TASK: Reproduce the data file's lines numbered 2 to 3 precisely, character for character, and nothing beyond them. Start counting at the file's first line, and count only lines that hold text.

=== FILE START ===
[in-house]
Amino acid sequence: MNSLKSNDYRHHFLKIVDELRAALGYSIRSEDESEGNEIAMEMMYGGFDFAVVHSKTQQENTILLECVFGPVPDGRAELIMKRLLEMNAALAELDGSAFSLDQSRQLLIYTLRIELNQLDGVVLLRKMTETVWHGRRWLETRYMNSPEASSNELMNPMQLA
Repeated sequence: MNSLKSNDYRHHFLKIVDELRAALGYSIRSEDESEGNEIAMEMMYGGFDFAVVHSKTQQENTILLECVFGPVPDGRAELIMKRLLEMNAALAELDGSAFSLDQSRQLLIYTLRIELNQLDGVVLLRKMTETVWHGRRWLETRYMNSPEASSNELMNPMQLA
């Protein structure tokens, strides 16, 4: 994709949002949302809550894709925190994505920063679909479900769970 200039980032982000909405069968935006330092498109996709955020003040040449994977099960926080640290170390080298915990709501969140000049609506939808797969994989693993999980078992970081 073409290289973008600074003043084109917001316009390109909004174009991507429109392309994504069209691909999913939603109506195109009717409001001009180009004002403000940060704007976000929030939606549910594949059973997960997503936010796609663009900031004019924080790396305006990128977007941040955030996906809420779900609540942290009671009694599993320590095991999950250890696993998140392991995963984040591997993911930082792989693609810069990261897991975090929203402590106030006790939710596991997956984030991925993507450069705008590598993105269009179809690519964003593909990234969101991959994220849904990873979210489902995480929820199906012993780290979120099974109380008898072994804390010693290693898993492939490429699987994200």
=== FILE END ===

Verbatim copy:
Amino acid sequence: MNSLKSNDYRHHFLKIVDELRAALGYSIRSEDESEGNEIAMEMMYGGFDFAVVHSKTQQENTILLECVFGPVPDGRAELIMKRLLEMNAALAELDGSAFSLDQSRQLLIYTLRIELNQLDGVVLLRKMTETVWHGRRWLETRYMNSPEASSNELMNPMQLA
Repeated sequence: MNSLKSNDYRHHFLKIVDELRAALGYSIRSEDESEGNEIAMEMMYGGFDFAVVHSKTQQENTILLECVFGPVPDGRAELIMKRLLEMNAALAELDGSAFSLDQSRQLLIYTLRIELNQLDGVVLLRKMTETVWHGRRWLETRYMNSPEASSNELMNPMQLA